But none of those games, even as good as they are, can match CRUSH in terms of pure creativity and absolute mind-bending challenge -- not to mention more storyline and a stylized presentation that most puzzle games could never even approach. In every respect, CRUSH is a stunning achievement, and a game that every single PSP owner needs in their library. Yes, it's really that good.
To be honest, there's not even all that much to the game, excusing the storyline for a second. The main concept of the game, if you haven't heard yet, is that you can literally "crush" things from 3D to 2D, bring what were previously far-off platforms suspended in space onto the same plane. Walk over to platform, now on the same horizontal plane as you, "un-crush" and presto, you've just crossed a massive crevasse. It makes a whole lot more sense if you check out the videos we have of the game (just scroll up to the top of the page and click on the "Movies" link and there ya go).
There are complications, of course, and they're introduced more or less one at a time, giving you a chance to learn their functions before the next batch comes along. Certain blocks when crushed are solid, while others can be freely traversed and still others disappear altogether. If there are lines inside blocks, when you crush them you can climb up just like any other 2D platformer. Other... complications include roaches that have to be squished or avoided, balls that have to be rolled into position and orbs in various colors (which represent point totals) that must be collected before the entrance opens up and you can move on.
If you're the perfectionist type, there are also a couple other factors. Each level has a time limit and each and every crush is counted, so in addition to just finishing the level, if you college all the orbs, scoot through the level and do both using minimal crushes, you'll get a better grade. Not enough? Fine, if you can find the proper angle to line up the pieces, a trophy icon will reveal a hidden trophy somewhere on the screen and both it and a puzzle piece unlocks bonus content back on the main menu. Neither is really necessary, but they do add a little additional replay value.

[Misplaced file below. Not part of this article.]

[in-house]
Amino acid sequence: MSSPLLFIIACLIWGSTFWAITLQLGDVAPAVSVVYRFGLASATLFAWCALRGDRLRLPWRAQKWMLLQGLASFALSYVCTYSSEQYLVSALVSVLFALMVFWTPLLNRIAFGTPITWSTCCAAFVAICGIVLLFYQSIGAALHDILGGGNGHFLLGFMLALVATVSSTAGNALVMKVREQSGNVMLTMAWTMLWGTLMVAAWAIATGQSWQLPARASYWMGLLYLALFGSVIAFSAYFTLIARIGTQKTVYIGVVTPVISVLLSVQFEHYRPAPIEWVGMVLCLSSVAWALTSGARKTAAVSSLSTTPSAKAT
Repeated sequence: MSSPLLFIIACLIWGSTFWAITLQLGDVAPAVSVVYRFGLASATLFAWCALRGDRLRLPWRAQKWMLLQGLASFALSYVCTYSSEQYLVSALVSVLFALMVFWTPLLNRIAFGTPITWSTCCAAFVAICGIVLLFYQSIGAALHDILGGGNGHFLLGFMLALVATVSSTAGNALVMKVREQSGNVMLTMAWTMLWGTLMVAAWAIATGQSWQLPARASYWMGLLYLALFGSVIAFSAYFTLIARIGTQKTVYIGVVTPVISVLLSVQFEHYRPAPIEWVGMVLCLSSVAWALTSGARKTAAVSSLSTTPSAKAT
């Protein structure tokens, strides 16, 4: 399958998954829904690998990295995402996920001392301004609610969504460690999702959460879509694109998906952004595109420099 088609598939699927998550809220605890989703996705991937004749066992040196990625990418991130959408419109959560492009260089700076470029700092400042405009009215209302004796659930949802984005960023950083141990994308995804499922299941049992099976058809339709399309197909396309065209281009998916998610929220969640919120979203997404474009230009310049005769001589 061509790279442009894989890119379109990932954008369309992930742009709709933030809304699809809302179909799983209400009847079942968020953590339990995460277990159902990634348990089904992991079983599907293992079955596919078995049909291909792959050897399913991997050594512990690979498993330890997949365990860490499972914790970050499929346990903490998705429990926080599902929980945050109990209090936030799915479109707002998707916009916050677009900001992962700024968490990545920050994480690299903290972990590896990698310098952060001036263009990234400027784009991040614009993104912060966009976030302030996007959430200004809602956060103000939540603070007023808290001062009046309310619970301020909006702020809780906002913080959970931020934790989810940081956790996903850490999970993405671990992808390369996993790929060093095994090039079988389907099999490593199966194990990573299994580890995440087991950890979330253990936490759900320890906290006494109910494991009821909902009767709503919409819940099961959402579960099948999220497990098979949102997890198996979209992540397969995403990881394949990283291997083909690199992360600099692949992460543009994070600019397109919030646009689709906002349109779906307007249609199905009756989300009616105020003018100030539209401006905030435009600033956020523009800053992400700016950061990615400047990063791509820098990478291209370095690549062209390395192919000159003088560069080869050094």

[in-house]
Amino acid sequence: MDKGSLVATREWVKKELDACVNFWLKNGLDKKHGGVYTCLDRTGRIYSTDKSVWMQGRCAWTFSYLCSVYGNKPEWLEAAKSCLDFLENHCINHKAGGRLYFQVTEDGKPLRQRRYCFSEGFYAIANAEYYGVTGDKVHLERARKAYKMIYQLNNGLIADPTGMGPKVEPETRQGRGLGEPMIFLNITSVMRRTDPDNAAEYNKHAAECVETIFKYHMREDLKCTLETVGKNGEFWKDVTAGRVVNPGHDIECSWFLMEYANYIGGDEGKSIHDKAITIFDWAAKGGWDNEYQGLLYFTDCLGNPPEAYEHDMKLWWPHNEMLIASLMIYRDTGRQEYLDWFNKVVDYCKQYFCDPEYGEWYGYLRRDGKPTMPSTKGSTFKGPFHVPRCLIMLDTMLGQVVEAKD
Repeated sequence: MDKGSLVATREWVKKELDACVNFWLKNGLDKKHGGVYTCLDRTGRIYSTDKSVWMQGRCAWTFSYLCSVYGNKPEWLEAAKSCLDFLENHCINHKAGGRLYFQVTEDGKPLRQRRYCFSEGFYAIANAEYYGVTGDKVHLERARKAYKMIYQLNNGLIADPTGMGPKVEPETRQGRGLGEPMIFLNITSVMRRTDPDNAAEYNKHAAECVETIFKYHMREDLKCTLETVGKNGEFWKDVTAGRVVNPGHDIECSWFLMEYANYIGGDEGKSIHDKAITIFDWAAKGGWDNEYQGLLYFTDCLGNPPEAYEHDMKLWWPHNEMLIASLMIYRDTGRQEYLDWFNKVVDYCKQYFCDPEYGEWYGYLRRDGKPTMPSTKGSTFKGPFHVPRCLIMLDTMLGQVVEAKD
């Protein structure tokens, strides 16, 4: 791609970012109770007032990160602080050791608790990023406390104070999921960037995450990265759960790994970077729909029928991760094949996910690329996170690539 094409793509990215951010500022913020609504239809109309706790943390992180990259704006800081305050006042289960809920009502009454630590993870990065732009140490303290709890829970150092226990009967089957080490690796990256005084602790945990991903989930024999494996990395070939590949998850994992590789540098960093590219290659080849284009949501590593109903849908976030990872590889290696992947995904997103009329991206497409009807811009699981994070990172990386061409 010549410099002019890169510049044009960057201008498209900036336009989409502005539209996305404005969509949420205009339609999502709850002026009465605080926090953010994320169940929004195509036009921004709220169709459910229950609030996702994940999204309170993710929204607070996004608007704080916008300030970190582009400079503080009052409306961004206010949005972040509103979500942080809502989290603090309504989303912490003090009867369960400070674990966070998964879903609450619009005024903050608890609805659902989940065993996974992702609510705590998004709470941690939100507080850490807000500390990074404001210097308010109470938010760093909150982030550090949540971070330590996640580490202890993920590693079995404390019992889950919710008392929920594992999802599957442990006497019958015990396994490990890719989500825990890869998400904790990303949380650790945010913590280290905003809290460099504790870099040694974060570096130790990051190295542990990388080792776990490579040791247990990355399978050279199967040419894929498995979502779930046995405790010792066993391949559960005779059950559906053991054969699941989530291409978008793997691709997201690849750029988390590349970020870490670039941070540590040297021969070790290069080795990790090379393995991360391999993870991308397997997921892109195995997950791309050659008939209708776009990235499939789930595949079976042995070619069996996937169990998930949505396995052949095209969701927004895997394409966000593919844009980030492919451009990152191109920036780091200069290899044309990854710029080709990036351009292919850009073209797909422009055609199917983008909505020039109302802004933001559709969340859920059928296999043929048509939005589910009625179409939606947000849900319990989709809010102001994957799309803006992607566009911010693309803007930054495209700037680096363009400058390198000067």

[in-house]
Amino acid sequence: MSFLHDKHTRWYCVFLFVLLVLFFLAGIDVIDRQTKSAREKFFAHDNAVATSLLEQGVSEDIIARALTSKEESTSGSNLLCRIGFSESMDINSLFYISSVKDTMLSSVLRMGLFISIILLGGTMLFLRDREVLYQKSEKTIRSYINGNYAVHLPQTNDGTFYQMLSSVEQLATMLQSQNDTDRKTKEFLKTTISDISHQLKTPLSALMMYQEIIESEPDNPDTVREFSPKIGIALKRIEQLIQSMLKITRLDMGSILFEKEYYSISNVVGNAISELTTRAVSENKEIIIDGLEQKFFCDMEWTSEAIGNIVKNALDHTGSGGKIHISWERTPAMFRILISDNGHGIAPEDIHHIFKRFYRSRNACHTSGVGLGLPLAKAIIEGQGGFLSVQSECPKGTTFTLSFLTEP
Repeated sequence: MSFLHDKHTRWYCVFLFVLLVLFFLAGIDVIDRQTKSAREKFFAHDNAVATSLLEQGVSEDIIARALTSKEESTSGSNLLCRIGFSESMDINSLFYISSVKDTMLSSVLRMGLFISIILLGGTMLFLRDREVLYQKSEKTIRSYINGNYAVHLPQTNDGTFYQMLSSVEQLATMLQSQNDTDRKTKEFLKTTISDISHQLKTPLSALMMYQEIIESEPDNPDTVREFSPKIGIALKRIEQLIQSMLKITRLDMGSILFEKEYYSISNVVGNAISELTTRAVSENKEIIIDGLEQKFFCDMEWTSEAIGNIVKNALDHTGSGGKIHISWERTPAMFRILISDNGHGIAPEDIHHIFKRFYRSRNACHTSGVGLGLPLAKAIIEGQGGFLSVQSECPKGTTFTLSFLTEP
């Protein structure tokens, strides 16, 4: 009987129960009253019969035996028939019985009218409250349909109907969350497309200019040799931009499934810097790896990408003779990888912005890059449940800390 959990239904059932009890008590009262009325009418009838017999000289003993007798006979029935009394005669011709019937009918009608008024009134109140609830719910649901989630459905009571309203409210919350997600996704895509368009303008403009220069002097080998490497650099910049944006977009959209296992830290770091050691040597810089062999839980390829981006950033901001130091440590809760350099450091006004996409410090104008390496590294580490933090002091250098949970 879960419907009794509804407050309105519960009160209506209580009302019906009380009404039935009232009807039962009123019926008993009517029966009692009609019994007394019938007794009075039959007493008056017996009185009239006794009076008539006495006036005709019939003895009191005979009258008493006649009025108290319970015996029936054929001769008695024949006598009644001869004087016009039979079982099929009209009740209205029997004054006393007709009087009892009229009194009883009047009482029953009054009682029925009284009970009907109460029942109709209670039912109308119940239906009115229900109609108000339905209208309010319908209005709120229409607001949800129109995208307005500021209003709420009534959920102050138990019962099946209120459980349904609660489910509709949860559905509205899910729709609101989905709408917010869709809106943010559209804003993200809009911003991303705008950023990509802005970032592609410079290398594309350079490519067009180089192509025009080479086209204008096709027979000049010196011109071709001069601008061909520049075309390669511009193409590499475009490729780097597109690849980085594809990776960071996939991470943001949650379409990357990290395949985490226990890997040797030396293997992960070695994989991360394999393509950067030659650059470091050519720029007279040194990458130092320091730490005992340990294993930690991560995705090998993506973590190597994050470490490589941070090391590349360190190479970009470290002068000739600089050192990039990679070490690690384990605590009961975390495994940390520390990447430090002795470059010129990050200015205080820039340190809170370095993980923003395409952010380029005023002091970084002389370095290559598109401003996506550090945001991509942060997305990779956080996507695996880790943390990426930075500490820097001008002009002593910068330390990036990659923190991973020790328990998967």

Basics out of the way, there's not much else to explain. Most puzzle games aren't exactly heavy on plot (in fact, most don't even have a plot), but here too CRUSH goes above and beyond, slowly developing the story of Danny, an insomniac that decides to get some therapy, and from there discovers the C.R.U.P.H. (err, C.R.U.S.H.) machine that can turn his subconscious into 3D worlds that help him unlock repressed memories and get to the bottom of his issues. It's all told with some great voice acting and very, very cool looking art (the unlockable concept sketches are just as cool, which is rare), which just helps pull you into the world that much more.
The reason why CRUSH works so well is because of the controls, which take 3D and essentially break it down into five pre-set angles (all four sides around Danny plus an overhead camera). Because the game doesn't try to ambush you with all the different parts of the puzzle -- in fact one could probably call the first half of the game an extended tutorial -- you're able to wrap your head around thinking in three dimensions. That doesn't mean the puzzles get easier, though; in fact, they get much harder, really playing with the idea of crushing things from three dimensions into two, and though there are a couple puzzles that are perhaps a little too abstract for their own good, for the most part the game does a fantastic job of training you to think a certain way without making it obvious of the solution.
Given that it all takes place in Danny's mind, CRUSH's world is understandably bizarre, but where some games would just dose the world in colored lighting and call it "trippy," here it's far, far more constrained. Little paths of light zip around while the various backgrounds slowly pulse and zoom around you. Danny has a particular gait, and though the collision can be a little wonky, for the most part it all looks amazing.
The audio helps with this too; it's been a while since I heard music this moody and atmospheric -- so much so that every time I played I made sure to throw on a pair of headphones to catch the dreamy, sax-in-an-echo-tunnel soundtrack. The rest of the effects; grunts and oofs and the telltale sound of reality compressing and then expanding are all done well too, as is the give and take between the voice actors, but the real star here is the soundtrack.
With most reviews, I try to outline everything as much as possible. Here, though, there's really no reason. All you have to do is watch the videos at the top of the page and you'll get it. So go get it already.